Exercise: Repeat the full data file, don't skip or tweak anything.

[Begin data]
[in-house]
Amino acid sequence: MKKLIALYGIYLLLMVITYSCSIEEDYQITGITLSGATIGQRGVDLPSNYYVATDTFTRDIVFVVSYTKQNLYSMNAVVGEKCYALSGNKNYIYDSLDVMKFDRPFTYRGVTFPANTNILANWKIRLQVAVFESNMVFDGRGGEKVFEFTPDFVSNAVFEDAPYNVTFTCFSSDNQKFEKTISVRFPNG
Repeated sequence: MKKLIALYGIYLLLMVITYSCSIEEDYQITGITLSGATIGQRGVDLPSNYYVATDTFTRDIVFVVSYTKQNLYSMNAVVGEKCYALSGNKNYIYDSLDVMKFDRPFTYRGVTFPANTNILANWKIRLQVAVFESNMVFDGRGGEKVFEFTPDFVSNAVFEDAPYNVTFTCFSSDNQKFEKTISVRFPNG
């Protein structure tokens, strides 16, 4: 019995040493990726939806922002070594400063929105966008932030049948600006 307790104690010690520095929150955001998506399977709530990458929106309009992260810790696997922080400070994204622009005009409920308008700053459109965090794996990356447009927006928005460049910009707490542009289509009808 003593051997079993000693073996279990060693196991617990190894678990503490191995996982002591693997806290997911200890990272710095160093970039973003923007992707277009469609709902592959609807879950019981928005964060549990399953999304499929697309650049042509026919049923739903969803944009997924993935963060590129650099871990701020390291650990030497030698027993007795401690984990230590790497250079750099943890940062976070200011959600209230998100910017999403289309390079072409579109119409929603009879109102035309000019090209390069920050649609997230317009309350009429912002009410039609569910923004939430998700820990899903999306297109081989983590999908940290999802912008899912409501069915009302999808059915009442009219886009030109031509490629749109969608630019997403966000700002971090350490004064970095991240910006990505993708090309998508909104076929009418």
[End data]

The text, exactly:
[in-house]
Amino acid sequence: MKKLIALYGIYLLLMVITYSCSIEEDYQITGITLSGATIGQRGVDLPSNYYVATDTFTRDIVFVVSYTKQNLYSMNAVVGEKCYALSGNKNYIYDSLDVMKFDRPFTYRGVTFPANTNILANWKIRLQVAVFESNMVFDGRGGEKVFEFTPDFVSNAVFEDAPYNVTFTCFSSDNQKFEKTISVRFPNG
Repeated sequence: MKKLIALYGIYLLLMVITYSCSIEEDYQITGITLSGATIGQRGVDLPSNYYVATDTFTRDIVFVVSYTKQNLYSMNAVVGEKCYALSGNKNYIYDSLDVMKFDRPFTYRGVTFPANTNILANWKIRLQVAVFESNMVFDGRGGEKVFEFTPDFVSNAVFEDAPYNVTFTCFSSDNQKFEKTISVRFPNG
């Protein structure tokens, strides 16, 4: 019995040493990726939806922002070594400063929105966008932030049948600006 307790104690010690520095929150955001998506399977709530990458929106309009992260810790696997922080400070994204622009005009409920308008700053459109965090794996990356447009927006928005460049910009707490542009289509009808 003593051997079993000693073996279990060693196991617990190894678990503490191995996982002591693997806290997911200890990272710095160093970039973003923007992707277009469609709902592959609807879950019981928005964060549990399953999304499929697309650049042509026919049923739903969803944009997924993935963060590129650099871990701020390291650990030497030698027993007795401690984990230590790497250079750099943890940062976070200011959600209230998100910017999403289309390079072409579109119409929603009879109102035309000019090209390069920050649609997230317009309350009429912002009410039609569910923004939430998700820990899903999306297109081989983590999908940290999802912008899912409501069915009302999808059915009442009219886009030109031509490629749109969608630019997403966000700002971090350490004064970095991240910006990505993708090309998508909104076929009418």